Texas Panicum

Urochloa texana (Buckley) R. Webster

Also known as Texas millet, buffalograss, Coloradograss 

Note: This information is based on experience in the Mid-Atlantic states; recommendations in other regions may vary.

Texas panicum, sometimes referred to as Texas millet, is an extremely competitive summer annual grass commonly found in agronomic fields and along roadsides. Seedlings often grow close to the ground and as it gets larger it begins to grow upright and reaches heights of 2 to 3 feet. The weed has a fibrous root system and is capable of rooting at lower nodes. Texas panicum seed heads are simple panicles ranging 3 to 10 inches in length and produce large seeds compared to most other summer annual grasses. The large seeds allow Texas panicum to emerge from soil depths down to 3 inches. Texas panicum control is challenging due to its very long germination period.

Identifying Features

Leaf sheaths and both sides of the leaf blades are covered with soft hairs. Relative to other annual grasses, the first leaves of Texas panicum are broad and short. As the plant matures, leaves remain relatively wide and continue to be covered with short, soft hairs. Stems are also covered with soft hairs. Texas panicum has a short membranous ligule fringed with thick hairs and lacks auricles.

 

Leaf sheaths and both sides of the leaf blades are covered with soft hairs. Stems are also covered with soft hairs. Picture credit: Claudio Rubione, University of Delaware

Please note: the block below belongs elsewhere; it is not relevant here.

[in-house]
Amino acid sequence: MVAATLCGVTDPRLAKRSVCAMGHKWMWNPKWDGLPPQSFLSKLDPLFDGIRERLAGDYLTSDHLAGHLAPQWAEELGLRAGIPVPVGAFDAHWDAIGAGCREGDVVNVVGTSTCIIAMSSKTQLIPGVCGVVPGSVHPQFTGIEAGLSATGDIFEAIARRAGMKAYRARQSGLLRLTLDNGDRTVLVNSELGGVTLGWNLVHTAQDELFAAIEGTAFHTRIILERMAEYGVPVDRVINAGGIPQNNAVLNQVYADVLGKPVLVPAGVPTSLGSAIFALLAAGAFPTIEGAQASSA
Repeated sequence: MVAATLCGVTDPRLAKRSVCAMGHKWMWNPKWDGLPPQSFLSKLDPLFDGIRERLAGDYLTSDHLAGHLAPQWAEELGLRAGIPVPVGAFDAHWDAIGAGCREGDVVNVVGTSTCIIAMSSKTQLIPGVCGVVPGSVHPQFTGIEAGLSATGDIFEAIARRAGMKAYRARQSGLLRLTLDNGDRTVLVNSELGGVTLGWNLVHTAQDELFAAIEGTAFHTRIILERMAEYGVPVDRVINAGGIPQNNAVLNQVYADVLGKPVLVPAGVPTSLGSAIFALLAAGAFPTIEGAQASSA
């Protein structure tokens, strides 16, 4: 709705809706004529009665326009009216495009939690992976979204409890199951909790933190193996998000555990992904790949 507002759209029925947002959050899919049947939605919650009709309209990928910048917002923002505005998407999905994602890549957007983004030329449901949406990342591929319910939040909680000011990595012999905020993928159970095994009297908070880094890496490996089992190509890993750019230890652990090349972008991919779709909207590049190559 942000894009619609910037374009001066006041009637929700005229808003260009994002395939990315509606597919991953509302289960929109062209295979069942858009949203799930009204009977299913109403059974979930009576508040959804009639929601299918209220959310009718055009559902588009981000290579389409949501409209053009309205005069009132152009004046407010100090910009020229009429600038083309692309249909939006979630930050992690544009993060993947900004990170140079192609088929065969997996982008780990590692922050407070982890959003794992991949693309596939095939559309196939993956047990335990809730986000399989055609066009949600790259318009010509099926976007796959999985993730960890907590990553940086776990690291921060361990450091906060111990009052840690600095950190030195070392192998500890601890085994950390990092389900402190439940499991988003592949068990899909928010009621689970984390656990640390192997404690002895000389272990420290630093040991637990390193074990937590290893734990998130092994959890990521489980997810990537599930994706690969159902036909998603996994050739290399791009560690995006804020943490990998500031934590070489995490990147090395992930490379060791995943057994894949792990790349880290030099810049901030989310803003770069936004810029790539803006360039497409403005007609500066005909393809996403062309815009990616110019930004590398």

Texas panicum has a short membranous ligule fringed with thick hairs and lacks auricles. Picture credit: Claudio Rubione, University of Delaware

 

Seed Production

Up to 176,500 seeds per plant were recorded when grown without crop competition. 

Herbicide-Resistance

None reported.

Management

As with all weeds, prevention is key to managing Texas panicum. Field equipment should be thoroughly cleaned to limit the spread of Texas panicum seed into uninfested areas. Ensure manure, mulch, straw, or crop seed are free of Texas panicum seed before introducing these amendments. Plants along field edges and ditchbanks must be controlled to prevent introduction into neighboring fields. Texas panicum can recover following early harvest of corn and other crops; postharvest control with mowing, tillage, or herbicides is necessary to limit seed production.

Cultivation in combination with herbicides can improve control. However, cultivation should not occur within 7 days of herbicide application. Care must be taken to ensure cultivation does not lift untreated soil to the surface, thereby stimulating Texas panicum seed to germinate. Texas panicum will germinate throughout the summer and since most residual herbicides do not provide effective control, a postemergence application is necessary.  In many situations, two postemergence applications are needed to provide full-season control.

Corn